Background: Multiple sclerosis (MS) is the most common inflammatory demyelinating disease of the central nervous system. Few studies focused on the relationship between septicemia and MS. Aim: To evaluate the potential impact of septicemia on risk for MS. Design: Two cohorts of patients with septicemia and without septicemia were followed up for the occurrence of MS. Methods: Patients of 482 790 with septicemia was enrolled from the National Health Insurance Research Database between 2001 and 2011 as the study group to match the 1 892 820 individuals, as the control group, by age and gender. Incidence of MS in both groups was calculated. Cox proportional-hazards regressions were performed for investigating hazard ratios (HR) for MS between groups. Results: Septicemia patients had a 3.06-fold (95% CI: 2.16-4.32, P < 0.001) greater risk of developing MS than the matched group. In addition, higher severity of septicemia was associated with higher risk of developing MS (moderate: HR ¼ 4.03, 95% CI: 2.53-6.45, P < 0.001; severe: HR ¼ 11.1, 95% CI: 7.01-17.7, P < 0.001). Similar results also occurred in both male and female patients with septicemia (male: HR ¼ 4.06, 95% CI: 2.17-7.58, P < 0.001; female: HR ¼ 2.72, 95% CI: 1.79-4.11, P < 0.001). Patients without counterpart comorbidities had a significantly higher risk of MS than the controlled group (HR ¼ 3.02, 95% CI: 2.10-4.35, P < 0.001). Conclusion: The results indicated septicemia is linked to an increased risk for MS. Aggressively preventing and treating septicemia may be warranted for one of precautionary strategies of MS.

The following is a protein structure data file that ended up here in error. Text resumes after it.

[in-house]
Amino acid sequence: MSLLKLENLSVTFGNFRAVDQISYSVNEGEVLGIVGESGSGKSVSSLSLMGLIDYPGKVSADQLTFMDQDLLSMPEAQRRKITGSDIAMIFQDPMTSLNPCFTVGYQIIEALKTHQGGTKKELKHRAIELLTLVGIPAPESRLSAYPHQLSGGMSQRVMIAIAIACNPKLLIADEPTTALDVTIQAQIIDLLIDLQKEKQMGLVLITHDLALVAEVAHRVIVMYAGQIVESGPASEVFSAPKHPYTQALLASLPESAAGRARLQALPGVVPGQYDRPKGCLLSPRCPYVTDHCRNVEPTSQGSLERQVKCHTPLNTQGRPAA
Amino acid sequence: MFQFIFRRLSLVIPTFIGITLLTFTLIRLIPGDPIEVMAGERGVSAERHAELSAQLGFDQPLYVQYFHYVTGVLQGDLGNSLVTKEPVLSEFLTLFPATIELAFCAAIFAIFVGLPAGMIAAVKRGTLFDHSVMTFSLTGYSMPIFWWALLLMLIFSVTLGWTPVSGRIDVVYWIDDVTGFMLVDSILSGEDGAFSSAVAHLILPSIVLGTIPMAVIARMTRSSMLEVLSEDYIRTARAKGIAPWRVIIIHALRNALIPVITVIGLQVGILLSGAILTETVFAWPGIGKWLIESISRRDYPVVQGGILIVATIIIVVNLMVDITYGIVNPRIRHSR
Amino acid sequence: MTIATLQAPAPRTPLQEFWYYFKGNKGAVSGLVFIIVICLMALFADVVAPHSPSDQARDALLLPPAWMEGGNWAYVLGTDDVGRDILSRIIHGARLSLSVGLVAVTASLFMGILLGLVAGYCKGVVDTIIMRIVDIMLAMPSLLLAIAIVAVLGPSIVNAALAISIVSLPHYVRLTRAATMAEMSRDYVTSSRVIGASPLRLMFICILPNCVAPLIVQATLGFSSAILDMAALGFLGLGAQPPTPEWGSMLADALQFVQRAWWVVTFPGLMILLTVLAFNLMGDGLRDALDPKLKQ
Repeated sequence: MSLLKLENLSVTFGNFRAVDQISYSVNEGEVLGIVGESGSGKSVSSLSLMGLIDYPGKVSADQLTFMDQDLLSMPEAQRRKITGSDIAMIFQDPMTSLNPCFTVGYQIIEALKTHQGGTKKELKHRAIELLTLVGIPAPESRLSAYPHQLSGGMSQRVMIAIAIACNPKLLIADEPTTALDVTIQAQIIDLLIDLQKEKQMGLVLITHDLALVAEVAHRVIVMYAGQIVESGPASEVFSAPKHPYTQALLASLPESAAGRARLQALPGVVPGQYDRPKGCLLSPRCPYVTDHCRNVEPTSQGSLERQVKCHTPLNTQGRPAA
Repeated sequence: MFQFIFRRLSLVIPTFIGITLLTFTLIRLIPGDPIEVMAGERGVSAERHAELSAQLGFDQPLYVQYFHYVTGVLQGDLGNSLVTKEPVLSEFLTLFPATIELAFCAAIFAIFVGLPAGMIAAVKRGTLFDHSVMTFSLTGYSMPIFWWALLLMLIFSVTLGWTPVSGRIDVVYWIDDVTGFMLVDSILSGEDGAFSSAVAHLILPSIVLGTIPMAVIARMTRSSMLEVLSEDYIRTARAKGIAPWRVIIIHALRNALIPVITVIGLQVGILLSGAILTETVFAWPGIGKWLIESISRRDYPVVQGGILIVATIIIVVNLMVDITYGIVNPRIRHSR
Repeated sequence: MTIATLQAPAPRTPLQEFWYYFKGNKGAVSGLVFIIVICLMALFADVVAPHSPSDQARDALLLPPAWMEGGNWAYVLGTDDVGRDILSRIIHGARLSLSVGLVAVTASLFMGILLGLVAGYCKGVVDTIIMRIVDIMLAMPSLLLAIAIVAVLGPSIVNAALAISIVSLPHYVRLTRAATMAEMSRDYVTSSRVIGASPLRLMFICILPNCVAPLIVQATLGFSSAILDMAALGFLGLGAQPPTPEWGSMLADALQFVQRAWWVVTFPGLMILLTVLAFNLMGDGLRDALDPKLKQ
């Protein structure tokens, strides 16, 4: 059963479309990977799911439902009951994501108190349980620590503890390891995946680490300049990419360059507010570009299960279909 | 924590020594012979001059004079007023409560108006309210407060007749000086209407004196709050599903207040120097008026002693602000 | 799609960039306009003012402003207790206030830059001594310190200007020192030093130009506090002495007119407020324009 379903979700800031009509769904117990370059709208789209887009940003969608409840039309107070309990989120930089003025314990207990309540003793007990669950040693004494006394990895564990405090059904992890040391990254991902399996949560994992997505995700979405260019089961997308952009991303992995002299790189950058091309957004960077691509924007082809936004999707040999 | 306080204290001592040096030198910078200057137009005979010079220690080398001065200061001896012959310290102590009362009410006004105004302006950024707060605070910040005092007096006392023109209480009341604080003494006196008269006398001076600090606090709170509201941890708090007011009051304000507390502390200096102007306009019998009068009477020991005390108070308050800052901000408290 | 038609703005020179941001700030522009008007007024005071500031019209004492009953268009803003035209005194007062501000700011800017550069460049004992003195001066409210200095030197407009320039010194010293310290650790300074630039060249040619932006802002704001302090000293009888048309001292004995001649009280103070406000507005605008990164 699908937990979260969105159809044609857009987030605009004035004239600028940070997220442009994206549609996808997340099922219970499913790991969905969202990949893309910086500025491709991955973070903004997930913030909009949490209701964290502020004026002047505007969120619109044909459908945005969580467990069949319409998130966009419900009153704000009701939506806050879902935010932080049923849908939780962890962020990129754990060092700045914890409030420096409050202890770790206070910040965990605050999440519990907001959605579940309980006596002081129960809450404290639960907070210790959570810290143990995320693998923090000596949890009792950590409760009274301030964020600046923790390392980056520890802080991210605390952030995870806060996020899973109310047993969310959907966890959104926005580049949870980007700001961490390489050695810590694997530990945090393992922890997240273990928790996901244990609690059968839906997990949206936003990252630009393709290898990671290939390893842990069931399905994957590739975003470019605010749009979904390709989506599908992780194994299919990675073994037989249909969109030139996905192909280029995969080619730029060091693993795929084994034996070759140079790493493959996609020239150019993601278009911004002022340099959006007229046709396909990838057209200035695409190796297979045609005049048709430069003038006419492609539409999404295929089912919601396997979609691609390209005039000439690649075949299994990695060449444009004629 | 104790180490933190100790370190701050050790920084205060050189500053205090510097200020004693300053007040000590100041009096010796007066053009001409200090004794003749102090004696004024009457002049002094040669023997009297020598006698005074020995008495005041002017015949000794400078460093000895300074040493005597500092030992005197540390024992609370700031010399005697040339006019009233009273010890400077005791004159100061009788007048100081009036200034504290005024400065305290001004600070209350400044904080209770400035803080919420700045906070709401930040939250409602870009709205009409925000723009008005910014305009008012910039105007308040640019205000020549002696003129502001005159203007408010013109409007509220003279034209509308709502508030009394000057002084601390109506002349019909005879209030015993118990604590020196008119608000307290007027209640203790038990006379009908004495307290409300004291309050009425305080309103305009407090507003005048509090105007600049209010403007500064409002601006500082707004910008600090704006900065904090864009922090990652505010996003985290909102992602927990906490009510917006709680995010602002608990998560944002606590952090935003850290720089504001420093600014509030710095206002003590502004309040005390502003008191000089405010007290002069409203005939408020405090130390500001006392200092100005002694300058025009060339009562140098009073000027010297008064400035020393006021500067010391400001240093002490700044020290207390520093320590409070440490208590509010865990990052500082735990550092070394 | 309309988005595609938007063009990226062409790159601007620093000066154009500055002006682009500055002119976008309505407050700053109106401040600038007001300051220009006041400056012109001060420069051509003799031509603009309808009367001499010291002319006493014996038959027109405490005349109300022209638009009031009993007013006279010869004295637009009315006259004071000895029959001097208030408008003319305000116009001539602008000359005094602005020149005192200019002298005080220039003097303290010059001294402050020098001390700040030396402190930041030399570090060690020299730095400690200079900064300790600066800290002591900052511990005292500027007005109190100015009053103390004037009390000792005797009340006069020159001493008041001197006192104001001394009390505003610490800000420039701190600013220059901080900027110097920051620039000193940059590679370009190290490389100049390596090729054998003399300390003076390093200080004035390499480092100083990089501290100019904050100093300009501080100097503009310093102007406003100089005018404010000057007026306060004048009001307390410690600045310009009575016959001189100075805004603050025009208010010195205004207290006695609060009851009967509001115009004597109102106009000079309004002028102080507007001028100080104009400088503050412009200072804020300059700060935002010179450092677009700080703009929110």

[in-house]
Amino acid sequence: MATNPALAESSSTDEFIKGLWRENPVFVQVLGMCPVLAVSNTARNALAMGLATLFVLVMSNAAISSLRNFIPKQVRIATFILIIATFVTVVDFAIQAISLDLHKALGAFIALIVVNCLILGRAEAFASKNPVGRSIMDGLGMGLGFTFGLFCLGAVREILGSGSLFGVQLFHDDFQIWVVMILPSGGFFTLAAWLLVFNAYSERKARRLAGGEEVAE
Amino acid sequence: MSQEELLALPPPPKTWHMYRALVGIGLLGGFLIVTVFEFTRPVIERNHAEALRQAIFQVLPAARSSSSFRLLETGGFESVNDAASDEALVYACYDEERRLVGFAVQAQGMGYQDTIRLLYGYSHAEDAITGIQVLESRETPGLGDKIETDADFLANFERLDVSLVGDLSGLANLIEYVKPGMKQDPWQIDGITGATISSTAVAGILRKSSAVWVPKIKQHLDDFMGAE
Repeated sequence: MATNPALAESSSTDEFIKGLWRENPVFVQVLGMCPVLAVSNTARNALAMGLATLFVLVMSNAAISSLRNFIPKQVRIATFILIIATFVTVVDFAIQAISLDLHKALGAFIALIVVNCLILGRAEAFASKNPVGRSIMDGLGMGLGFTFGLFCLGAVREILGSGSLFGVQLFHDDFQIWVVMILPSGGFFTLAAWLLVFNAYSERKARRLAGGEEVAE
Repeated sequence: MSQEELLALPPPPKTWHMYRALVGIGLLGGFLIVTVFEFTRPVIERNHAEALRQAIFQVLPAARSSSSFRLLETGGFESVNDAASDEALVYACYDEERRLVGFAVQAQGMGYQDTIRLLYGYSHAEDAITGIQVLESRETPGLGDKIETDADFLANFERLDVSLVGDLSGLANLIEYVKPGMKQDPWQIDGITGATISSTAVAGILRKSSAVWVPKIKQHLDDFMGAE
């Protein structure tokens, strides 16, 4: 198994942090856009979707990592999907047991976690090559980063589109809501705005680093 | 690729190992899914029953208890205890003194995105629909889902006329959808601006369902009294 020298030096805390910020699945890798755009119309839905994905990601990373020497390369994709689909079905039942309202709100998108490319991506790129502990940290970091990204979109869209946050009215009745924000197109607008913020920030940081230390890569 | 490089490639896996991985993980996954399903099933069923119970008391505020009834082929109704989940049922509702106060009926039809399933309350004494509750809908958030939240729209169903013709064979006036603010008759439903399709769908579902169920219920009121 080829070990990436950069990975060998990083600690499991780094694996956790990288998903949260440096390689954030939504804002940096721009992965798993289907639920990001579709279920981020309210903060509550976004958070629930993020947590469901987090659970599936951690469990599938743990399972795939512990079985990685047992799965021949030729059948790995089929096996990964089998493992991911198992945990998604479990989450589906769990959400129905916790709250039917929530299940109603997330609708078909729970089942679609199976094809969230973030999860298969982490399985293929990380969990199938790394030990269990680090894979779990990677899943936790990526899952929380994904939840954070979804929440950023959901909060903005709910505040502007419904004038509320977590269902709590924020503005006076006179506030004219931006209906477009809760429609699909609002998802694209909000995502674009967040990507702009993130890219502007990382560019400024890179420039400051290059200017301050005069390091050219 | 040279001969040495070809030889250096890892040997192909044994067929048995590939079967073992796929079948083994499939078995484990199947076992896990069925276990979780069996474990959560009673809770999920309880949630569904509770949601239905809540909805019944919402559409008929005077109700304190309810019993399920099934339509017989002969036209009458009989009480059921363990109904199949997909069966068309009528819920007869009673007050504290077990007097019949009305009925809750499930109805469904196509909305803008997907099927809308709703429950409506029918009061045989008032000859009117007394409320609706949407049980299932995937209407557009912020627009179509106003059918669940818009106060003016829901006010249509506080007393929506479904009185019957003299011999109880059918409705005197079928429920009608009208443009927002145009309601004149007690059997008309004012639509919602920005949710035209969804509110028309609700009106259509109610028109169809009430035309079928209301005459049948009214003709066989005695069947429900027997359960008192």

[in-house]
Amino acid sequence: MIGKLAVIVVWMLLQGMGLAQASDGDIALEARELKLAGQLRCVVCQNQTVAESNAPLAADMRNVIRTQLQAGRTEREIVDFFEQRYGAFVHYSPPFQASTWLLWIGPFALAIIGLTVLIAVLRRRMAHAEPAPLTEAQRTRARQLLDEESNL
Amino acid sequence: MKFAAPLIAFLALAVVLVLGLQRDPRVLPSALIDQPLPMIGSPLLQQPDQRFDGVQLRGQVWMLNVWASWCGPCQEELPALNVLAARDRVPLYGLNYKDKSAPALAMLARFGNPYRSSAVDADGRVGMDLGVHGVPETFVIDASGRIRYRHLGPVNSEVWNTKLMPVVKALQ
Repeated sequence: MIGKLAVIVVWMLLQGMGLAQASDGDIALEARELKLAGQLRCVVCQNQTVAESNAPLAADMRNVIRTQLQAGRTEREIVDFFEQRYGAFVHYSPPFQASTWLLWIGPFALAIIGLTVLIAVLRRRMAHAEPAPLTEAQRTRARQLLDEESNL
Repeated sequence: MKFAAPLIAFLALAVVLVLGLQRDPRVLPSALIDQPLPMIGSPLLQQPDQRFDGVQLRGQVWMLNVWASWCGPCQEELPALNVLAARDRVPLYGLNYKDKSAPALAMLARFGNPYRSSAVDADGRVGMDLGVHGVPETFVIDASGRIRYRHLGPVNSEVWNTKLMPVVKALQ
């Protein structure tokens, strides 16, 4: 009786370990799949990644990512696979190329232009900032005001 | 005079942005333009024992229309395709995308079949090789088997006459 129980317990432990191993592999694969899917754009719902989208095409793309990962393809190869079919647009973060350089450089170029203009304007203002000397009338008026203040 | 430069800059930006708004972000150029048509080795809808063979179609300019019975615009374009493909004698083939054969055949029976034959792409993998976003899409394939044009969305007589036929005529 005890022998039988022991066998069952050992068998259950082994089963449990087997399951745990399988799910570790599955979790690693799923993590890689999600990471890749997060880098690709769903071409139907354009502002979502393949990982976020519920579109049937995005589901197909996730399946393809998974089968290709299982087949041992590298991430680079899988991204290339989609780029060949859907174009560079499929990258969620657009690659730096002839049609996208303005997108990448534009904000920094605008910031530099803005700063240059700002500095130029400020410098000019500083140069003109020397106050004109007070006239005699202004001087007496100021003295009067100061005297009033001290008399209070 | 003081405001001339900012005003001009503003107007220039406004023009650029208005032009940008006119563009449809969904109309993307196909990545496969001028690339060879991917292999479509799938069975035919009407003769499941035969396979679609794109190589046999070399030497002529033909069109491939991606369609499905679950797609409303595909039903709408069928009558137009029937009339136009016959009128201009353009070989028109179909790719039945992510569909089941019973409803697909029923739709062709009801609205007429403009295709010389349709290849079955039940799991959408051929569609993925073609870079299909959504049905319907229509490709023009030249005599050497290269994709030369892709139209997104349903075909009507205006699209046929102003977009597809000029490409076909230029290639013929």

ASJC Scopus subject areas
- 醫藥 (全部)